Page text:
even bigger ego. How the hell you think that it is only you who started
programming or doing electronics at the age of teen? How the hell you think
that you have better experience than thos that are at least twice as old as
you are? And who are you to insulting people continuously, huh? Maybe you
are one of those kids from Corduff or Ballymun. Anyway, don't worry about
electronics, 7 more years and you will have more answers than questions...
<grin> Hope you are not the representations of the younger generation.

That's all I wanted to say, thank you.
Tamas




On Tue, Jul 8, 2008 at 12:34 AM, Tomás Ó hÉilidhe <toespamspam_OUTlavabit.com> wrote:

{Quote hidden}

>

2008\07\08@080906 by Tomás Ó hÉilidhe

picon face

Tamas Rudnai wrote:
> Tomas,
>
> I am really tired reading of your posts. Being 21 you have a big face and an
> even bigger ego. How the hell you think that it is only you who started
> programming or doing electronics at the age of teen? How the hell you think
> that you have better experience than thos that are at least twice as old as
> you are? And who are you to insulting people continuously, huh? Maybe you
> are one of those kids from Corduff or Ballymun. Anyway, don't worry about
> electronics, 7 more years and you will have more answers than questions...
> <grin> Hope you are not the representations of the younger generation.
>
> That's all I wanted to say, thank you.


You're welcome, thanks for sharing, glad to see you got that mental
masturbation out of the way, maybe now you can contribute productively.


2008\07\08@083319 by olin piclist

face picon face
Tomás Ó hÉilidhe wrote:
> You're welcome, thanks for sharing, glad to see you got that mental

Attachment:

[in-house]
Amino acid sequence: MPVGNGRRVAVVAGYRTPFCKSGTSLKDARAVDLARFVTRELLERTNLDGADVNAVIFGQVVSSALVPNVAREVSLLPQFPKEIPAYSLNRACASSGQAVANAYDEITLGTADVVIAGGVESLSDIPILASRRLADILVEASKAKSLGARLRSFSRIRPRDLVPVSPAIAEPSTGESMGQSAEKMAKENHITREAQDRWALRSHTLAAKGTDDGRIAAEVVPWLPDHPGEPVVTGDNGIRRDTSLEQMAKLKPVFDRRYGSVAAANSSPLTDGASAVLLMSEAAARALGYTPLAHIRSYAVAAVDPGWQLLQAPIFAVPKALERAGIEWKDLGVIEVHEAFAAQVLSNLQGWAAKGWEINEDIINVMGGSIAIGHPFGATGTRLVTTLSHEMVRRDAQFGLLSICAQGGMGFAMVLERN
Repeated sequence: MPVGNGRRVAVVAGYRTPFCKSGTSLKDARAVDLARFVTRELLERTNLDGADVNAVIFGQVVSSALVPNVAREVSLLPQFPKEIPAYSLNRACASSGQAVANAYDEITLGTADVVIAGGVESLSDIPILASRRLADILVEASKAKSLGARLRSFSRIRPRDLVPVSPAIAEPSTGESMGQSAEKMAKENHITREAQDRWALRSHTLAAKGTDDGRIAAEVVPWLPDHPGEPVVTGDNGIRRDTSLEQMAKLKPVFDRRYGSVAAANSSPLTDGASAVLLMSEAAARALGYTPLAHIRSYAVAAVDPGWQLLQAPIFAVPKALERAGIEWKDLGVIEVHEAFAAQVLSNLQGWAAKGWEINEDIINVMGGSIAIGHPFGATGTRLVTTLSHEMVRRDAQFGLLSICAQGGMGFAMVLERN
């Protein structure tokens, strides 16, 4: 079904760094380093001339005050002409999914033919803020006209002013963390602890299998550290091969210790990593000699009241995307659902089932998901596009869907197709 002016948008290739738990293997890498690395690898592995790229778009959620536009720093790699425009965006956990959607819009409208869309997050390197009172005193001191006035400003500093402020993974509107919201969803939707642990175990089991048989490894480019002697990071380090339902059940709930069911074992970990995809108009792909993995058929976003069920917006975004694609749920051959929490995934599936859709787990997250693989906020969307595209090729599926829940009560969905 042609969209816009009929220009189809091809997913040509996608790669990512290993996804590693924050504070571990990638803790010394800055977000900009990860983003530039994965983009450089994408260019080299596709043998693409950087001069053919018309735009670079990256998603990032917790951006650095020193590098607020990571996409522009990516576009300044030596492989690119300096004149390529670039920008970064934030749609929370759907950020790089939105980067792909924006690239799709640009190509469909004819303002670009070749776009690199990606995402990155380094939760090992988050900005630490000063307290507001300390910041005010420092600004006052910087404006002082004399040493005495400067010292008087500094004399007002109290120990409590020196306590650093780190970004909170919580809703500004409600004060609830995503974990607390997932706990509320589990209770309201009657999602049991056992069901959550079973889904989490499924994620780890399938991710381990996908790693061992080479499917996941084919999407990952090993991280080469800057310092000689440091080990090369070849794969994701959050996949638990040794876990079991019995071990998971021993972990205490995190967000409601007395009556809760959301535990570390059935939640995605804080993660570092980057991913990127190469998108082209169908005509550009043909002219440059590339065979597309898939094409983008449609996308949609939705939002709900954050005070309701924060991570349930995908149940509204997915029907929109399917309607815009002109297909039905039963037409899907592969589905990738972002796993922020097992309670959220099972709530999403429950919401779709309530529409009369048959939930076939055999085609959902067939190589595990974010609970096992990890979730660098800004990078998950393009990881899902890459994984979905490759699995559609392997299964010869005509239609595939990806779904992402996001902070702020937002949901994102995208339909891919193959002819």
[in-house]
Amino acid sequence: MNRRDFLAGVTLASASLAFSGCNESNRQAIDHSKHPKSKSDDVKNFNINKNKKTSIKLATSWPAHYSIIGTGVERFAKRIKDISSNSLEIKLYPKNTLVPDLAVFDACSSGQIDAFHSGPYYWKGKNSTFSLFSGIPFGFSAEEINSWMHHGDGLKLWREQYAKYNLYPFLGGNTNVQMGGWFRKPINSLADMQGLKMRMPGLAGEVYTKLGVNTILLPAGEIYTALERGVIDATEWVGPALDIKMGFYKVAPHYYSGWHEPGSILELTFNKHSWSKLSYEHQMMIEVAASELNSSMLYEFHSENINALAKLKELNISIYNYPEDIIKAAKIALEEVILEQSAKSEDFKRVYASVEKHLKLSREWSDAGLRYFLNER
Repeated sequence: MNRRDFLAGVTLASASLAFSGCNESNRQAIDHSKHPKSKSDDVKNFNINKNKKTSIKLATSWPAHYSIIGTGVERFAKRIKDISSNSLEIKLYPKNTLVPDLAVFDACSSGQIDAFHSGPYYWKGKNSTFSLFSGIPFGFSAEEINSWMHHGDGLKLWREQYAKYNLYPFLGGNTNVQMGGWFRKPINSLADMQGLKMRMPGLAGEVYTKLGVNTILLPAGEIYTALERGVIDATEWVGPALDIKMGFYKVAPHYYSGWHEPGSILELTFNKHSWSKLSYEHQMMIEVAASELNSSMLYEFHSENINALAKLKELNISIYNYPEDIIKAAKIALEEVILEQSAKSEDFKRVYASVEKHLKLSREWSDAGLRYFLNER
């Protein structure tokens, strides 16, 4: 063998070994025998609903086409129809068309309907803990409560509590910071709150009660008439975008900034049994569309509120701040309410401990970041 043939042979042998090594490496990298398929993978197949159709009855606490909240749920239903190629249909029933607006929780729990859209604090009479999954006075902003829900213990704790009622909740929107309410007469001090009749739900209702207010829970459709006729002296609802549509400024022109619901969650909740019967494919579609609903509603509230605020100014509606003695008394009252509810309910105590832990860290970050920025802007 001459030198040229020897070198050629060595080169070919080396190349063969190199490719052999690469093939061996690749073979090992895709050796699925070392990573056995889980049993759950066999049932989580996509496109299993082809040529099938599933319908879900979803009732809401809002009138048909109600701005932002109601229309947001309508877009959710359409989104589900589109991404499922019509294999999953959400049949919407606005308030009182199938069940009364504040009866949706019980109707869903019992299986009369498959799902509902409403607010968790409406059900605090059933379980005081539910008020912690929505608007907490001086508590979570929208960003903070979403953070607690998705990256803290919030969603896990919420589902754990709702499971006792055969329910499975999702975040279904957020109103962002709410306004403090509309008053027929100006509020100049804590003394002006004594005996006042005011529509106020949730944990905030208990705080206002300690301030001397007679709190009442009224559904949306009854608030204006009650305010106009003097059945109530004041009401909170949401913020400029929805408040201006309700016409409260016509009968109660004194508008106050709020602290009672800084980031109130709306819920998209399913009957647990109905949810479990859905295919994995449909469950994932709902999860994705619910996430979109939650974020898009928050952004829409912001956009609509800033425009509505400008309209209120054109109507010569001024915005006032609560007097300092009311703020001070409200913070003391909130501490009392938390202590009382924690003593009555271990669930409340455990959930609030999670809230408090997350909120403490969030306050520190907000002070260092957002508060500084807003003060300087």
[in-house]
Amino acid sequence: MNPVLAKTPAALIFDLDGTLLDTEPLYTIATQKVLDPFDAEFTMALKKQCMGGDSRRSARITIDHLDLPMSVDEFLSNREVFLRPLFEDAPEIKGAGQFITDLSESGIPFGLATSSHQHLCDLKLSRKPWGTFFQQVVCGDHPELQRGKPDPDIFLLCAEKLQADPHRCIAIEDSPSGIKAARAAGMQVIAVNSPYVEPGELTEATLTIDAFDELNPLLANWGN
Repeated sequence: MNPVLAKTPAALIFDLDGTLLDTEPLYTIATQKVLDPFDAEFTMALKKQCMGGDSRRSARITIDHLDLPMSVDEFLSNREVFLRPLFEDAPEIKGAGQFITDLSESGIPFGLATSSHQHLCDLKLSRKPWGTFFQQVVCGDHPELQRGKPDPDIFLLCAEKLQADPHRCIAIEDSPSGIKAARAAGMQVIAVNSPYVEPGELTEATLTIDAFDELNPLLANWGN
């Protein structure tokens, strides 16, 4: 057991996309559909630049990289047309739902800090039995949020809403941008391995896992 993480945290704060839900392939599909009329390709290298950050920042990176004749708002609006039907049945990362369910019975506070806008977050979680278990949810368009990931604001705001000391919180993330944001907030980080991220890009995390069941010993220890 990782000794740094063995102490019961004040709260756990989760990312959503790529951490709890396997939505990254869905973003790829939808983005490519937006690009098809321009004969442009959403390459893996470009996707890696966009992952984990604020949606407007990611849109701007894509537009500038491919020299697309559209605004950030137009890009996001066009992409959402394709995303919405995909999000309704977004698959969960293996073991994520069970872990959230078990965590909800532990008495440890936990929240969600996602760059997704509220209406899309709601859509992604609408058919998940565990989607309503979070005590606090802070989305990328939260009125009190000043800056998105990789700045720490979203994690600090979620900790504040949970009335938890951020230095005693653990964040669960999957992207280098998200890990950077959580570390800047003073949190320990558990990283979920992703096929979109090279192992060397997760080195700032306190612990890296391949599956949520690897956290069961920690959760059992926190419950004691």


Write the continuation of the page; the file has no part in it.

> masturbation out of the way, maybe now you can contribute
> productively.

You're lucky I'm not a PICList admin, because I would now suspend you for a
week.


********************************************************************
Embed Inc, Littleton Massachusetts, http://www.embedinc.com/products
(978) 742-9014.  Gold level PIC consultants since 2000.

2008\07\08@084347 by Michael Rigby-Jones

picon face


> -----Original Message-----
> From: @spam@piclist-bouncesKILLspamspammit.edu [KILLspampiclist-bouncesKILLspamspammit.edu] On Behalf
> Of Tomás Ó hÉilidhe
> Sent: 08 July 2008 00:35
> To: Microcontroller discussion list - Public.
> Subject: Re: [EE] Implementing OOP features in C
>
>
> He
> had some strange idea that the power supply's current limiter was
> actually a facility he could use to set how much current flows through
> his circuit.

Providing the current limiter is within it's compliance range that is exactly what you can use it for.  Obviously the current is regulated by changing the output voltage, but in terms of an adjustable current source that is a given.

I can tell from your agonizing pedantry that you have spent far too much time on the usenet programming groups.  Whilst starting as many threads as possible on similar subjects and arguing at length over petty terminology issues might impress the social lepers on comp.lang.*, it won't win you any friends on here.

Regards

Mike

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2008\07\08@104407 by Herbert Graf

flavicon
face

On Tue, 2008-07-08 at 13:08 +0100, Tomás Ó hÉilidhe wrote:
> You're welcome, thanks for sharing, glad to see you got that mental

Tomas has been placed on moderation.

Please end any sort of flaming in this thread. I've nothing wrong with
the thread itself (admittedly it's over my head), but no more personal
insults please.

Thanks, TTYL

2008\07\08@164344 by Vitaliy

flavicon
face
Olin Lathrop wrote:
>> I should get a handle on
>> these concepts instead of spending your time saving face with
>> uniformed responses such as "that's a moot point".

>That's really arrogant for someone that has asked a lot of stupid questions